|2.- Possible origins of mtDNA N (blue flowers): A – ‘raw’ geometric centroid, B – corrected against directionality.|
|3.- Scatter of N (deep blue) and R (cyan) subhaplogroups. The flower indicates the possible common origin.|
Lots of cobbles have been found in a gully near Dmanisi, Georgia, the oldest known site of Homo erectus (or habilis or georgicus) in Eurasia. The cobbles could not have arrived there naturally and are not found in other areas of the site (Olduwayan style tools have been found instead).
- Cambodian 4.4%
- Mongolian 4%
- Han Chinese 3.2%
- French and Sardinians 2.6%
- Melanesians 2.5%
- Karitianas 0.9%
Update (Dec 25): it may well be only 4.8% of total archaic admixture if Denisovans were hybrids of Neanderthals and H. erectus (see here – scroll to near bottom).
… we propose the following scenario: a first hominin occupation of the cave more than 50,000 radiocarbon years ago by the Denisova hominins, and a second occupation during the Upper Palaeolithic, at 30,000 years BP or later, probably by modern humans.
Update (Dec 23): Denisova mtDNA “modern”?
Dienekes mentions today that Niccolo Caldararo has published an article at Nature (freely available as PDF) suggesting that the Denisova mtDNA sequence may be corrupt. If this would be true, then the sequence would be that of a H. sapiens.
This could explain some of the anomalies in the autosomal NJ tree and related age estimates, that would make Chinese and French (for instance) diverging by more than 500,000 years, what is totally absurd.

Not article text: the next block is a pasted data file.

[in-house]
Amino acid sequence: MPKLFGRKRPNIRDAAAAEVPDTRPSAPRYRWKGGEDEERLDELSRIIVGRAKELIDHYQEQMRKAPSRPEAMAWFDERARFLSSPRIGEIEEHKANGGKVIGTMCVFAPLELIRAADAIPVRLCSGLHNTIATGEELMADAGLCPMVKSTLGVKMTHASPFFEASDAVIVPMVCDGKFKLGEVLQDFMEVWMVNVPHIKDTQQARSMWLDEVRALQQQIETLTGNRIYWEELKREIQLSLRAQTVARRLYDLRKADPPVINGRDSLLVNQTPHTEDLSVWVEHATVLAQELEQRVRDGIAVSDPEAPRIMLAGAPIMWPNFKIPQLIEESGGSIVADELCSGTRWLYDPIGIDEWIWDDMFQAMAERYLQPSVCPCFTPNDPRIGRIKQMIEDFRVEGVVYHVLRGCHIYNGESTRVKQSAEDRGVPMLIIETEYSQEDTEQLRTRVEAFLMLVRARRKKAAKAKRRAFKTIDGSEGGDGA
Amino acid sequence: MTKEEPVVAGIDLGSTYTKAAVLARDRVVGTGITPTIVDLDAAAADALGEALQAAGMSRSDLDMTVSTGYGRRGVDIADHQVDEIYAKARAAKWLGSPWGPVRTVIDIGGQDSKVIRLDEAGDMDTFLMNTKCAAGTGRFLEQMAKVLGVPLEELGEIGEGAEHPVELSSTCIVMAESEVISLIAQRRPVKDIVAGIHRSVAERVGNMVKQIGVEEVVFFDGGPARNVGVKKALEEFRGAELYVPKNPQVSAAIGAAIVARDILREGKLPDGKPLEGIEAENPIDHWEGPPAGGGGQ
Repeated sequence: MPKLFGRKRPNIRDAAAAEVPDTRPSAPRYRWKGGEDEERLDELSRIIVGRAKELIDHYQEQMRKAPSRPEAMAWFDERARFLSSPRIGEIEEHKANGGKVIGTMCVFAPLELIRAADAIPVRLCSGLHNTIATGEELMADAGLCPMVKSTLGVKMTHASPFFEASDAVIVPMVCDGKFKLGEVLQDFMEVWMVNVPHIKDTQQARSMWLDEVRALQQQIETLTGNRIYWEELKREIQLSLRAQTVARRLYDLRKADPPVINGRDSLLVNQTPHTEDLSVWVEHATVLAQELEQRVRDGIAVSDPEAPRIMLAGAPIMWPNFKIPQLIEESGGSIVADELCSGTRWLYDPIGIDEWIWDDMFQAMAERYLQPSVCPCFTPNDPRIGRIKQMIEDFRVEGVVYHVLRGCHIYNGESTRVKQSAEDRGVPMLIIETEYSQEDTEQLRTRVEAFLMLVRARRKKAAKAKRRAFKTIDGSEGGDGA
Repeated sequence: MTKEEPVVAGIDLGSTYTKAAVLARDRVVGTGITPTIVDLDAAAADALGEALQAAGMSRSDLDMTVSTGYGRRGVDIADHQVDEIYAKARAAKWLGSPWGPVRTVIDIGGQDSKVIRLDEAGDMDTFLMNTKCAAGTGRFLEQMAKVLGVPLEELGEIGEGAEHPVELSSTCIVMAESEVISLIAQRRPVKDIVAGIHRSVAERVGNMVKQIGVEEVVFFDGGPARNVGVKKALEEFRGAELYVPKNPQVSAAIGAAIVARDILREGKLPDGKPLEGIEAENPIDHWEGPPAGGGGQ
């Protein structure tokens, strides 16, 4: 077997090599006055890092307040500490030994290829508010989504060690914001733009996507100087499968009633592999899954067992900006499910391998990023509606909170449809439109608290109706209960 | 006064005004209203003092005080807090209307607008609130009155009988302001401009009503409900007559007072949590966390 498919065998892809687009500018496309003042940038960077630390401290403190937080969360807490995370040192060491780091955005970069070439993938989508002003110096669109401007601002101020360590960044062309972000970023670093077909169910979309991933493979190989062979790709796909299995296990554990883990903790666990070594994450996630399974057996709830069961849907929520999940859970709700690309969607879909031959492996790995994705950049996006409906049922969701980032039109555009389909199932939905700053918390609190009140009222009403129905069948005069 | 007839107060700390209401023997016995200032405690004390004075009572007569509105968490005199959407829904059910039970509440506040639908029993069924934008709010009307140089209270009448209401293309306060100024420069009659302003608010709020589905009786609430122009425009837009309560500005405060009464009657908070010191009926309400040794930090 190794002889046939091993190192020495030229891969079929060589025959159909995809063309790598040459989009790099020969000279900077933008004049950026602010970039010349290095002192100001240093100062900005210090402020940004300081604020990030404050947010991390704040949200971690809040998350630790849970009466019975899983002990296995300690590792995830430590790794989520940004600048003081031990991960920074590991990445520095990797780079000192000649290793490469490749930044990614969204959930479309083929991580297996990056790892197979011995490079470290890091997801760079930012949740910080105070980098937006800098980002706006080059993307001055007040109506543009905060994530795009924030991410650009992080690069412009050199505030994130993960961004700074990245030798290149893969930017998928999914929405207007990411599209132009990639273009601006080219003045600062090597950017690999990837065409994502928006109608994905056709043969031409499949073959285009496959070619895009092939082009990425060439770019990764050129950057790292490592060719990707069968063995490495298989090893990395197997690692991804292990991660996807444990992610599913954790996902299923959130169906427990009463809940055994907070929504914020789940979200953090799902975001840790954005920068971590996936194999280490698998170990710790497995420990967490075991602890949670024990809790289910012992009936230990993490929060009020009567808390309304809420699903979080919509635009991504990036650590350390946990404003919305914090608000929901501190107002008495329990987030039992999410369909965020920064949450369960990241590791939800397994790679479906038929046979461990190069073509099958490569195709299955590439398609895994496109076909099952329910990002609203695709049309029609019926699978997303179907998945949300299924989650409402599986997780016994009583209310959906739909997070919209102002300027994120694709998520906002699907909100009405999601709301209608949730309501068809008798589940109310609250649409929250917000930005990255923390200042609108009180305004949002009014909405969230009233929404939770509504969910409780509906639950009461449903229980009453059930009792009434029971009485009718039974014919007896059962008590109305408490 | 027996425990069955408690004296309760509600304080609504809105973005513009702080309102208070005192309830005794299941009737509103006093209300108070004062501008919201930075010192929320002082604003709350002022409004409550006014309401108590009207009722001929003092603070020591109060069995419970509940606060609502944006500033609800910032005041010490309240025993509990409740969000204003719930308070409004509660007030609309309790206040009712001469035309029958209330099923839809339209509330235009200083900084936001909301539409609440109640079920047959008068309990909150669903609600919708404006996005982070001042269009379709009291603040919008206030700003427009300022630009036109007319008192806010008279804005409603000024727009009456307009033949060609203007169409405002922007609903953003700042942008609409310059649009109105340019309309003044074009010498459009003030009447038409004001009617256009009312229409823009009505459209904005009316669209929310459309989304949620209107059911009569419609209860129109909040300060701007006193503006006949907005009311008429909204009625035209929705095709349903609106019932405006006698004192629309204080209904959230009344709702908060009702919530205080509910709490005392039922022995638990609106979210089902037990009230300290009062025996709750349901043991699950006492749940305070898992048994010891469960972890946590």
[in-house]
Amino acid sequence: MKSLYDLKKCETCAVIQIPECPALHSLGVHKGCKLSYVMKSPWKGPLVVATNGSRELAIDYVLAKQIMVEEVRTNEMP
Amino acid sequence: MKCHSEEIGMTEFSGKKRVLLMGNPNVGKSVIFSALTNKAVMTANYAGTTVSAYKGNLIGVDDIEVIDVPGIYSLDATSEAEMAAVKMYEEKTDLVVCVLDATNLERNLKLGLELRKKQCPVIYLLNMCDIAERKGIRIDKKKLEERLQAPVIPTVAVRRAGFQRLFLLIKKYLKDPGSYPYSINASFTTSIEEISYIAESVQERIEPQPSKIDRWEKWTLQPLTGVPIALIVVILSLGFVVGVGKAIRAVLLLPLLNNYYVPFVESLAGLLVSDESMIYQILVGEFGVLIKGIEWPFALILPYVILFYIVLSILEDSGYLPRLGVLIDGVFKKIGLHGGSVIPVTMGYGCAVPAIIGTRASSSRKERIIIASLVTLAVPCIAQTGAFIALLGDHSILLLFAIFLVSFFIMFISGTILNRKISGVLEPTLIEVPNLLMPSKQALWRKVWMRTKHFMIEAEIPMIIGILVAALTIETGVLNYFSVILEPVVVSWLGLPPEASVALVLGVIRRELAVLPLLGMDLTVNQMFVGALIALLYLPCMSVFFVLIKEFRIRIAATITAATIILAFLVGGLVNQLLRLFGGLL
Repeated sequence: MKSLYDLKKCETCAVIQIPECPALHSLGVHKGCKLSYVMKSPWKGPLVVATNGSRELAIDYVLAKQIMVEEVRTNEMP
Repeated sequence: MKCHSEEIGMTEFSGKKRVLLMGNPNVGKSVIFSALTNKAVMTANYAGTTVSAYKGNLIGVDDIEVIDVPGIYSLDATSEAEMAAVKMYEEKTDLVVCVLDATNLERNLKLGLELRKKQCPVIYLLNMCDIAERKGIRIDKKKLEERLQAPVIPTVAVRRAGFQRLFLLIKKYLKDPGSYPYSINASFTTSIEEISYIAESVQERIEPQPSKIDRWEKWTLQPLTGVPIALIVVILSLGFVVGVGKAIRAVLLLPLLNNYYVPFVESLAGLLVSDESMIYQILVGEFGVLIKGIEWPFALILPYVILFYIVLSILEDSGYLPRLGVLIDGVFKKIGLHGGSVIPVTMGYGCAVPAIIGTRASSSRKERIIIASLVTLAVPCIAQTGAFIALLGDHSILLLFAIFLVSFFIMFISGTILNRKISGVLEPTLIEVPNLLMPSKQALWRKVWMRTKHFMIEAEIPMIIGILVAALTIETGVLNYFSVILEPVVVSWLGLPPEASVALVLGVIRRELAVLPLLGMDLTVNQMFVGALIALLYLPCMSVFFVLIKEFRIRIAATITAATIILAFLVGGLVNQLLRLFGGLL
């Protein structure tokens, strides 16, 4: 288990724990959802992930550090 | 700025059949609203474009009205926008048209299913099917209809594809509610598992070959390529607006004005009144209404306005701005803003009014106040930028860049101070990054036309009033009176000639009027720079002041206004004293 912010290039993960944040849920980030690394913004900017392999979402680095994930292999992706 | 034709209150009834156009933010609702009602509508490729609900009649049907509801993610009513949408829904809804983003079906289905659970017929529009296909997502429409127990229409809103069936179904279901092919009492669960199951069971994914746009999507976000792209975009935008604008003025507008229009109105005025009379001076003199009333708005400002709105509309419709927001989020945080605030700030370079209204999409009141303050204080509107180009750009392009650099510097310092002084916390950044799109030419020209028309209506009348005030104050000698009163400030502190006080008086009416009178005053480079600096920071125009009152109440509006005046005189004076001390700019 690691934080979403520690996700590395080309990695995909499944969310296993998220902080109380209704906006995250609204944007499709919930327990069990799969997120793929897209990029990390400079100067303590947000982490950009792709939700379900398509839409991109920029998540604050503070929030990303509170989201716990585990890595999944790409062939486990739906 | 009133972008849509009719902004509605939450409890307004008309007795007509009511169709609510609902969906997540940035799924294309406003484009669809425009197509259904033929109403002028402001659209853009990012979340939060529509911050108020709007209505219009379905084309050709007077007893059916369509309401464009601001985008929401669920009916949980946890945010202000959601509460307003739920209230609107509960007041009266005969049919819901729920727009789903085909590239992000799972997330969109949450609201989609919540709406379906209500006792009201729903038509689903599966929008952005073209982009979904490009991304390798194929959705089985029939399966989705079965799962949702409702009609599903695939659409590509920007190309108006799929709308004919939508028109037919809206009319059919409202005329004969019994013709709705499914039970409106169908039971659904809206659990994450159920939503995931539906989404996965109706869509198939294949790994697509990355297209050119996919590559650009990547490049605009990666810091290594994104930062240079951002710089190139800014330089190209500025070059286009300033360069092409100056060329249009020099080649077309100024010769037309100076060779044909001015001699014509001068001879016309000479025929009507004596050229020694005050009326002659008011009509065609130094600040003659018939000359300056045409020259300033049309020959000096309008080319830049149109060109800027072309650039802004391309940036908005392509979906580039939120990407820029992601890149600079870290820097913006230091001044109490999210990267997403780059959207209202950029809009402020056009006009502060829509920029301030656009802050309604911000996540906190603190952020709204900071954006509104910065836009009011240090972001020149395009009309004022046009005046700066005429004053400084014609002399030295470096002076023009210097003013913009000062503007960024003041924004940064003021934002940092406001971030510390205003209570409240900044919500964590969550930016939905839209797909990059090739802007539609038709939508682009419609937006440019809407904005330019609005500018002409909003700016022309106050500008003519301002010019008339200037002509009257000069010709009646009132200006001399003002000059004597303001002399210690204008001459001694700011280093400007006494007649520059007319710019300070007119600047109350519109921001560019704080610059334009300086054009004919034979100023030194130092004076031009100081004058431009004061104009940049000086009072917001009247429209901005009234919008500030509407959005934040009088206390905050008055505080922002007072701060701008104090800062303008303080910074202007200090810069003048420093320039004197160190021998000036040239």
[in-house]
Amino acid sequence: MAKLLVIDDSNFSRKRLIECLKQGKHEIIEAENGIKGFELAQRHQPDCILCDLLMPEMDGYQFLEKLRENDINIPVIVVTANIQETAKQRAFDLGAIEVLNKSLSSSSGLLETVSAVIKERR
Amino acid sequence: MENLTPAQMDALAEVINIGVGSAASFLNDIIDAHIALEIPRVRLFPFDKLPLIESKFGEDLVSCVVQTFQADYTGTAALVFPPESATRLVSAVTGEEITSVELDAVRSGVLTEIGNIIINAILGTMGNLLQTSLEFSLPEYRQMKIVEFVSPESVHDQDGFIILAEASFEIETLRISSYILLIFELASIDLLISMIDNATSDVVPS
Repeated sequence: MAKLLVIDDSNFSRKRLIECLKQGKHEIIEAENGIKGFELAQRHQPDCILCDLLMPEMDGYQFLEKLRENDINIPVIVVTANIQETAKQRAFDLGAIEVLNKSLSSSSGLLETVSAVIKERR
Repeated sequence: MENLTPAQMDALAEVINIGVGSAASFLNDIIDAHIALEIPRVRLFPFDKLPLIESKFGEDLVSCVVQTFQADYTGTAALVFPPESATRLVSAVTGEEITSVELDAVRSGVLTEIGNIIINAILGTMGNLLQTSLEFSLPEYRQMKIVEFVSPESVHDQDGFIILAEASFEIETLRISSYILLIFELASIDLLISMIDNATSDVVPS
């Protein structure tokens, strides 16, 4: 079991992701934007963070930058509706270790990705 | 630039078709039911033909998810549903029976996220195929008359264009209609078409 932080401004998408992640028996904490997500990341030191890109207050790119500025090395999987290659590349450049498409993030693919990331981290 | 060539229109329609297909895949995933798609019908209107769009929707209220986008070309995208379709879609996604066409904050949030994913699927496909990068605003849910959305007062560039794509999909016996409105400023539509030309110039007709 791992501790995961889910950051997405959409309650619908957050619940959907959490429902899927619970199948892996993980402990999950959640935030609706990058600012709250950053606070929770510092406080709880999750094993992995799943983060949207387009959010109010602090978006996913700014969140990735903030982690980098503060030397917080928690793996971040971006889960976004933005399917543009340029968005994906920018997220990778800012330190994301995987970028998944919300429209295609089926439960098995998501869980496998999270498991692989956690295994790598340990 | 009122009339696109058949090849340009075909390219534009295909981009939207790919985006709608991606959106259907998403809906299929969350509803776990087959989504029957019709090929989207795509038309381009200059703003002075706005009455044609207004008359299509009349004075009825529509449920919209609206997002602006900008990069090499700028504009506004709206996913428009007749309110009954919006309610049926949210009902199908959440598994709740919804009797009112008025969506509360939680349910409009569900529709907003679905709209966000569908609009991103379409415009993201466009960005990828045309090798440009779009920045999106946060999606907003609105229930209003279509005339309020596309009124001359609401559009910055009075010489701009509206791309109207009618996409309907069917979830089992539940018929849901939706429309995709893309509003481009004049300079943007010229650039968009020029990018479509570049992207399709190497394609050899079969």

However, considering that a very similar sequence was successfully sequenced also for the tooth, this claim seems less likely.
Still many questions remain open because there are issues such as the divergence estimates for various H. sapiens, specially Eurasian H. sapiens, that just do not make any sense at all. So I’d say it’s best to lay back a bit and wait patiently for more brilliant insights, which will no doubt come.
Update (Dec 25): see this new review for a more elaborate review of mine on this matter, including some intriguing hypothesis I am launching, partly on feedback provided by commenters.
AbstractDomestic horses represent a genetic paradox: although they have the greatest number of maternal lineages (mtDNA) of all domestic species, their paternal lineages are extremely homogeneous on the Y-chromosome. In order to address their huge mtDNA variation and the origin and history of maternal lineages in domestic horses, we analyzed 1961 partial d-loop sequences from 207 ancient remains and 1754 modern horses. The sample set ranged from Alaska and North East Siberia to the Iberian Peninsula and from the Late Pleistocene to modern times. We found a panmictic Late Pleistocene horse population ranging from Alaska to the Pyrenees. Later, during the Early Holocene and the Copper Age, more or less separated sub-populations are indicated for the Eurasian steppe region and Iberia. Our data suggest multiple domestications and introgressions of females especially during the Iron Age. Although all Eurasian regions contributed to the genetic pedigree of modern breeds, most haplotypes had their roots in Eastern Europe and Siberia. We found 87 ancient haplotypes (Pleistocene to Mediaeval Times); 56 of these haplotypes were also observed in domestic horses, although thus far only 39 haplotypes have been confirmed to survive in modern breeds. Thus, at least seventeen haplotypes of early domestic horses have become extinct during the last 5,500 years. It is concluded that the large diversity of mtDNA lineages is not a product of animal breeding but, in fact, represents ancestral variability.
|Fig. 2 – Ancient horse mtDNA haplotypes with timeline and region|
Update (Apr 6 2011): see also to this more recent post: Horse’s double origins, on new research supporting by means of autosomal DNA diversity the double origin in the steppes and SW Europe of modern horses.